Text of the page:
What makes someone have illness anxiety disorder isn’t very clear, but researchers have explored various theories, many of which are related to early life experiences and personality traits. Examples of possible risk factors include:

  • Having overly worried or anxious parents
  • Witnessing parents suffering from a serious health condition
  • Having had a serious illness as a child
  • Having experienced childhood abuse or neglect
  • Experiencing extreme stress or witnessing a major trauma
  • Having had serious symptoms, whether or not it threatened their health
  • Being overly concerned about body sensations or changes to the body
  • Having a general tendency to worry
  • Having a habit of looking for health-related information on the internet
  • Having another mental health disorder (e.g., depression, generalized anxiety disorder, panic disorder, obsessive-compulsive disorder, post-traumatic stress disorder)
  • Having certain genes (though there is very limited research to confirm this)

Ultimately, these theories point to a common theme among people with illness anxiety disorder: a misunderstanding of illness and good health. For example, if you suffered from a serious childhood illness, you might believe that it’s more common than it is, and you may not fully know how you got it or how it was treated. This could lead to an unrealistic belief that it’s really easy to get a serious disease.

Illness Anxiety Disorder Symptoms

Symptoms of hypochondria can include:

  • Conviction that a disease is present even though symptoms are either nonexistent or very mild
  • Frequent trips to doctors or a fear of visiting the doctor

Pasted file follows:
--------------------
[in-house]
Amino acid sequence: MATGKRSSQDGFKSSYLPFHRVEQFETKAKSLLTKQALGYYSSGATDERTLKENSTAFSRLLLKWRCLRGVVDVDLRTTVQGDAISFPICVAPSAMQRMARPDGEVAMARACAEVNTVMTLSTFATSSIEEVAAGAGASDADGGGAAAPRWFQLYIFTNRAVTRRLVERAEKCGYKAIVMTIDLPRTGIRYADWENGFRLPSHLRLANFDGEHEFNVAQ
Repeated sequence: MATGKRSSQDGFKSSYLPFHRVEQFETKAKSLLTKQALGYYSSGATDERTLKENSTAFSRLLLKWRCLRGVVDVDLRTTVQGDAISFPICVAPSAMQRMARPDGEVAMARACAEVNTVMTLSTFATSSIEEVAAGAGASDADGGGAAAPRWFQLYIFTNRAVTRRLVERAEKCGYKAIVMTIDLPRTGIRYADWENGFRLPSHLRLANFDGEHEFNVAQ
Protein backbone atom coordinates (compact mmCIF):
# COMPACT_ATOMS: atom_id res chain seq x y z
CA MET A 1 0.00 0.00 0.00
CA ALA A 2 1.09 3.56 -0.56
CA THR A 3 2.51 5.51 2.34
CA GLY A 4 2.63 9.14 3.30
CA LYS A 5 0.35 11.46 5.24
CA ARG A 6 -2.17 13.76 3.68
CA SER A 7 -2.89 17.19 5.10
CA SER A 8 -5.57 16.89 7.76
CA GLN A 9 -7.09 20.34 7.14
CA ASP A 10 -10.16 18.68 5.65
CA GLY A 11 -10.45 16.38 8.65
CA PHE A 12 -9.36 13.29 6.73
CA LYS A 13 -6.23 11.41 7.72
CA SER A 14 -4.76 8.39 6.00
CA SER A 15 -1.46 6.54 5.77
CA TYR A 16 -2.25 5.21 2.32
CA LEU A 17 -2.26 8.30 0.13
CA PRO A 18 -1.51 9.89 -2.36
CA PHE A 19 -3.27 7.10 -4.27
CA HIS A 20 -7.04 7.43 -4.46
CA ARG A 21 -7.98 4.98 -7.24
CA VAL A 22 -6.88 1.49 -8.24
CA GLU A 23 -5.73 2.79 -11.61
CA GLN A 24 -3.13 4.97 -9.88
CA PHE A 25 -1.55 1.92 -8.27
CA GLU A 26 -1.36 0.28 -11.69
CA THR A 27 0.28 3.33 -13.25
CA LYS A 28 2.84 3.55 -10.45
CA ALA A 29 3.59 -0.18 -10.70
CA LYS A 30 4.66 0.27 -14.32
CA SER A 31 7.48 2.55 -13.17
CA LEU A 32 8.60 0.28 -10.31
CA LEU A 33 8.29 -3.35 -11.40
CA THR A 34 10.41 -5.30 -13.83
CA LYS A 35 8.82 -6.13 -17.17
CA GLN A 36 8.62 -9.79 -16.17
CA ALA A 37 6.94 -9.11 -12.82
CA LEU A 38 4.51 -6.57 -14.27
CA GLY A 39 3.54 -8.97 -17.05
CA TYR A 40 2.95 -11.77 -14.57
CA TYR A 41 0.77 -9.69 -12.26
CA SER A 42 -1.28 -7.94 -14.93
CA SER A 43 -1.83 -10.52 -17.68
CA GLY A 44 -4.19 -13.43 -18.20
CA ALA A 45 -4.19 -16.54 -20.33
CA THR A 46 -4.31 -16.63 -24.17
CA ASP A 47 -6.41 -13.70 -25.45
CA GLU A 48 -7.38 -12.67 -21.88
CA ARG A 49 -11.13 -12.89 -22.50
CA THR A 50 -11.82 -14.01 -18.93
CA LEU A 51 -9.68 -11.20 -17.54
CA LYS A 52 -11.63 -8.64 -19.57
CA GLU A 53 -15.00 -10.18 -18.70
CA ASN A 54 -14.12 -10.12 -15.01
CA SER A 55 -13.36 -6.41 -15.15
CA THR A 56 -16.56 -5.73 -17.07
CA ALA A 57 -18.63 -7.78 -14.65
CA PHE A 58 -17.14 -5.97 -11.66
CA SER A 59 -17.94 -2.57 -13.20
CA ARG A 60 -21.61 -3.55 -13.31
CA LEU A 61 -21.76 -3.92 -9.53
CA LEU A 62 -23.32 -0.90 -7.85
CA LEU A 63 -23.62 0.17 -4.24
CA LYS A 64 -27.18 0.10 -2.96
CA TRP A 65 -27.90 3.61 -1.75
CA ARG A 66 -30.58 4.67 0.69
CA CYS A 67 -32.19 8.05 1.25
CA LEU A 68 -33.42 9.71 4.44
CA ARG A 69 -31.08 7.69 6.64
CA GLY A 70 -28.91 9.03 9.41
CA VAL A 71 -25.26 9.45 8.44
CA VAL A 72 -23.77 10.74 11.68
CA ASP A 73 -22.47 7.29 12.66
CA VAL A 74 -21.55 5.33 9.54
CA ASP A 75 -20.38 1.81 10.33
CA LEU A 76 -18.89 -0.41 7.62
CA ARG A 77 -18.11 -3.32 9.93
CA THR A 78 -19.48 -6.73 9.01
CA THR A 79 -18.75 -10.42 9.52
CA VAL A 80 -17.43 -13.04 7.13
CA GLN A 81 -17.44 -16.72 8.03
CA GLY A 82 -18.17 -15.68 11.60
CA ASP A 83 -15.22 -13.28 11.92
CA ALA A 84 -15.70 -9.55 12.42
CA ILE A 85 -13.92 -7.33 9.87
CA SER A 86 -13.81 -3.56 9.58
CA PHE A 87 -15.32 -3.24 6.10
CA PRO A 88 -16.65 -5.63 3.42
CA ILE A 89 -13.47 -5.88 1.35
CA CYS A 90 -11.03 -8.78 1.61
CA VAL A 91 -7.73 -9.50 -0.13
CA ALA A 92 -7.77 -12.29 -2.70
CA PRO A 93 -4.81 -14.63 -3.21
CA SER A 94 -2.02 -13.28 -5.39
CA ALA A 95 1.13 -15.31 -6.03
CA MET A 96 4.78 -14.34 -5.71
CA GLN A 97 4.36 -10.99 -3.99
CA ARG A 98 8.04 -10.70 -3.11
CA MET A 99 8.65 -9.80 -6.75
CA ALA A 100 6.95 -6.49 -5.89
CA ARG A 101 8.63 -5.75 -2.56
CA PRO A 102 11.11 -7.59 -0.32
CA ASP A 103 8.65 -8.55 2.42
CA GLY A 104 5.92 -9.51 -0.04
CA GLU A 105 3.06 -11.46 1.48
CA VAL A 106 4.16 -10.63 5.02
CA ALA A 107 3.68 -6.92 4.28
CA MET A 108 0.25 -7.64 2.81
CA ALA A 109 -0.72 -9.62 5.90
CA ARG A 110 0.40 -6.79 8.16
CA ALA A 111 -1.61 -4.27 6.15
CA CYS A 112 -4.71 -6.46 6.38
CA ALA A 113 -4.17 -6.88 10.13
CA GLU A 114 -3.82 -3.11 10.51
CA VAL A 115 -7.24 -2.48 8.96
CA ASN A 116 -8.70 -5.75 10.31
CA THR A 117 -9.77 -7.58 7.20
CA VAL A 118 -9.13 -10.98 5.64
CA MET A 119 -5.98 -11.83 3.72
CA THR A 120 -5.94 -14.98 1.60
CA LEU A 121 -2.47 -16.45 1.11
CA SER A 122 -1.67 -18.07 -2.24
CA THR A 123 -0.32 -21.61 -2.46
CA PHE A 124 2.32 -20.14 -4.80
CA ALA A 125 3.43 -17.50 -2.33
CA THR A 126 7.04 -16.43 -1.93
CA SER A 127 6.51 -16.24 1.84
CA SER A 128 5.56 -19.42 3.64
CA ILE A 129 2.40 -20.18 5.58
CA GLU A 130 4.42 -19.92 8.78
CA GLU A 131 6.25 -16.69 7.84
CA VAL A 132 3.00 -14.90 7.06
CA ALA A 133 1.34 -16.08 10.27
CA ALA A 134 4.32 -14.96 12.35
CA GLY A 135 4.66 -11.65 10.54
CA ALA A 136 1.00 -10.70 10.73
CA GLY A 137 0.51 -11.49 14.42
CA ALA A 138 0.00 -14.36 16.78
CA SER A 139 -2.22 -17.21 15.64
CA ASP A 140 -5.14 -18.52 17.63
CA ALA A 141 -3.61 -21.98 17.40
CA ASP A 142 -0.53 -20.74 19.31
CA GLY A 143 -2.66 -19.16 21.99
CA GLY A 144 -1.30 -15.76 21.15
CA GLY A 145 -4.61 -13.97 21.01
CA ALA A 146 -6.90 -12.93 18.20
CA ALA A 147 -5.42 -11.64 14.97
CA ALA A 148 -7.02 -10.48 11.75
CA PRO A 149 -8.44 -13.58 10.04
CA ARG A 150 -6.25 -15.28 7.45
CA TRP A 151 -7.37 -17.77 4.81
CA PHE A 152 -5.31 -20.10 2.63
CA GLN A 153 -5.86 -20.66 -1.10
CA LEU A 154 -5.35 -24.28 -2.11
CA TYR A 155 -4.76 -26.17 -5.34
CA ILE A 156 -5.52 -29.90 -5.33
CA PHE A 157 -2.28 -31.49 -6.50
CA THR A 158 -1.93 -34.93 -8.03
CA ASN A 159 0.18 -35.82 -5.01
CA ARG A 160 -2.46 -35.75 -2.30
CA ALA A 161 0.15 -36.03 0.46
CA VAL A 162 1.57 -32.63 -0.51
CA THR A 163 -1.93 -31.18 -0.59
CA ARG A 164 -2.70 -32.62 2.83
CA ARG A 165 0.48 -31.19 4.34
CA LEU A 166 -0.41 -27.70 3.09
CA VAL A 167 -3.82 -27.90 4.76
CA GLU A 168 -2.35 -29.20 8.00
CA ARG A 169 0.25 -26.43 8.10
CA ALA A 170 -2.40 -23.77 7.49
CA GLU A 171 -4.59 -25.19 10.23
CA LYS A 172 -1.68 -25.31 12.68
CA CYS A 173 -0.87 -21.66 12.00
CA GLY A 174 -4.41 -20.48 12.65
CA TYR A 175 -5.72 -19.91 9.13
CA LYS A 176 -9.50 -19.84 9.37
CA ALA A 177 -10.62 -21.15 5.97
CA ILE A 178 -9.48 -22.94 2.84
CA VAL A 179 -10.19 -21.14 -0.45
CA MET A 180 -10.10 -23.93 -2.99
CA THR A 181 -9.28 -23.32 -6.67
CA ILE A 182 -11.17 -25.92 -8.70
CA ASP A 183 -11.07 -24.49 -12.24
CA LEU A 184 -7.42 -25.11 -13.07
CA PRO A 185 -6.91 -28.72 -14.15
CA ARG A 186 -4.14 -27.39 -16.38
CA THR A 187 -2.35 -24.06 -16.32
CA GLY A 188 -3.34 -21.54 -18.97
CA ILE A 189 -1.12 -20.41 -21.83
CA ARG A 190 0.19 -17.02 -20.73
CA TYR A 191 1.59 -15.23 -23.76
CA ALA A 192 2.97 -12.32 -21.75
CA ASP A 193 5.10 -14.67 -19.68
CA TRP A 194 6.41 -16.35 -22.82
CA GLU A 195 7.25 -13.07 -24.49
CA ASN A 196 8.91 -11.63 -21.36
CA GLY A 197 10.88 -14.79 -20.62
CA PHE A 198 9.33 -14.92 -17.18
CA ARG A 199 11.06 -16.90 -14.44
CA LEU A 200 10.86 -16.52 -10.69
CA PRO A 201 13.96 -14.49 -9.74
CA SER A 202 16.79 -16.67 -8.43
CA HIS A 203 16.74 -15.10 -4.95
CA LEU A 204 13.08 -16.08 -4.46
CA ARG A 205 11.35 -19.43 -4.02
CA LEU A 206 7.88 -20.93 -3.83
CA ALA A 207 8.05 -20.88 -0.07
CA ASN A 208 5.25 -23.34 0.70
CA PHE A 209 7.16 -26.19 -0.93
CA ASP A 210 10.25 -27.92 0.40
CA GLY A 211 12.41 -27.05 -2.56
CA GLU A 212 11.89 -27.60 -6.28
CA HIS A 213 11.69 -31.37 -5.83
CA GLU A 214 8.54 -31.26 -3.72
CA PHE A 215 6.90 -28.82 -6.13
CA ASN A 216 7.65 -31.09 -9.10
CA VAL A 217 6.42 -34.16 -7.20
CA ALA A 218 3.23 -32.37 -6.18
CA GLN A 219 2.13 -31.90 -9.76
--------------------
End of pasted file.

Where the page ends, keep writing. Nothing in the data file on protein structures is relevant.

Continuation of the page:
• Constantly checking one’s body for signs of illness
  • Intense anxiety during doctor’s appointments
  • Requesting to see multiple doctors for the same minor issue and becoming increasingly frustrated and anxious at the repeated lack of diagnosis
  • Feeling or expressing severe alarm upon reading or hearing about illnesses and health issues
  • Excessive Internet research about the suspected disease
  • Avoiding activities that could jeopardize their health, such as visiting sick relatives or exercising


Constant fear and worry can cause stress that impacts your physical and mental well-being. Illness anxiety disorder can harm your relationships and life. You may miss out on time with loved ones because you’re concerned about your health. Some people become severely depressed and even suicidal.

Illness anxiety disorder also puts you at risk for:

  • Financial struggles due to medical bills and missed work.
  • Medical disability and unemployment.
  • Unnecessary medical tests and potential test complications.

Diagnosis and test

To determine a diagnosis, you’ll likely have a physical exam and any tests your primary care provider recommends. Your provider can help determine if you have any medical conditions that require treatment and set limits on lab testing, imaging and referrals to specialists.